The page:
Wednesday, April 02, 2014

Thinking Ahead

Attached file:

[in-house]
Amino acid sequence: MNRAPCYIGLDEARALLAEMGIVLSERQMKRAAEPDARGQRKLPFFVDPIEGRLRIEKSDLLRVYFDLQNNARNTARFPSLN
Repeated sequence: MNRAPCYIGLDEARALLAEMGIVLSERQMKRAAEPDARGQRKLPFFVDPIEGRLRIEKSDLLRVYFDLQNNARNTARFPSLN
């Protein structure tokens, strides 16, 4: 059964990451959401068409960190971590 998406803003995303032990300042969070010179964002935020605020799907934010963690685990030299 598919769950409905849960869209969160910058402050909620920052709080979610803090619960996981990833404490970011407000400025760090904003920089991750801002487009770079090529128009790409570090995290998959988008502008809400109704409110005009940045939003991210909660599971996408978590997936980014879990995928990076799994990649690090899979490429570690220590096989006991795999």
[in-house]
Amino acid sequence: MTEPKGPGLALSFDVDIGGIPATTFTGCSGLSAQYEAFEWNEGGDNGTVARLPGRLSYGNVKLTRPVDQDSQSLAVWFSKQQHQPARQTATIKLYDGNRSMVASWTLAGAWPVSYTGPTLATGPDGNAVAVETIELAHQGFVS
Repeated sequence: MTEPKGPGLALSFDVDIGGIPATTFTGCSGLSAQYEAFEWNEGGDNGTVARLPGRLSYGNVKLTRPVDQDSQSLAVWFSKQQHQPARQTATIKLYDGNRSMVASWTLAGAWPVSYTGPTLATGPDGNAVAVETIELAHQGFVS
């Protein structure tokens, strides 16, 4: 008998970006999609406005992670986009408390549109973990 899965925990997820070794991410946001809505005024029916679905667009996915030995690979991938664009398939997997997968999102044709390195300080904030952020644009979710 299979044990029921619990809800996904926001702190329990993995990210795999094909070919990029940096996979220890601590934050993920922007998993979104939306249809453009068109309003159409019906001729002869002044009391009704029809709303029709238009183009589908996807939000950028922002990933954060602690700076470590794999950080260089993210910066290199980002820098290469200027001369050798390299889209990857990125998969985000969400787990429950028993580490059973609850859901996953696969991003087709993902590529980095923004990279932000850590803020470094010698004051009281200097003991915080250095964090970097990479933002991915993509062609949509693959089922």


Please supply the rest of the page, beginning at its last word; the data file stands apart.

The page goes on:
I was reading an article in the Sunday newspaper that asked the question “When should a person retire”?  The answer was “Never”!  This answer was not based on the financial needs that many people will face in retirement.  The writer believed that even if a person is financially secure they should still never retire.  Does this mean that I should stay with my current employer until I keel over in my cubicle?  Unless I have the biggest surprise of my life that is not going to happen.  I know I have 2-3 years left of working for money before I can retire.  I plan to use this time to plan the rest of my life.  Yesterday morning I was sitting in the lobby of Jewish Hospital East while my wife having some blood work done.  I observed all the people walking into the hospital and I pictured myself being one of those guys pushing people around in wheelchairs.  I then thought back to a distant time when I was a young seminarian working in a soup kitchen for the homeless.  Over the years I have done other types of ministry as well.  Occasionally I imagine myself helping and working with my son who is a priest.  When I am no longer working to make a living I hope to devote myself to some kind of service and ministry.  I do this now to some extent in my daily work.  However, along with the opportunities for ministry at work I also have the responsibility to push and pull people along and on a bad day I must counsel them in the error of their ways.  Pushing and pulling and disciplining are not in my nature.  Nurturing and encouraging and helping are more my style.  I have never seen retirement as a time to come to a screeching halt and spend all my time sleeping in my Lazy Boy.  That is the quickest way to guarantee a short retirement.  I recently read a quote from Erma Bombeck who said “When I die I was to be totally empty.  I want to tell God that I used up everything He gave me”.  I think this is a great attitude.  I want to use every experience I ever had and everything I’ve ever done in some kind of service.  I want to use my nature, my personality, my education, my time as a monk, my life as a husband, father, and grandfather, my work experience and my management skills, as well as my ever present desire to practice kindness and compassion, in some type of service and ministry.  Whatever I am, whatever I have, I want to use it all up.   

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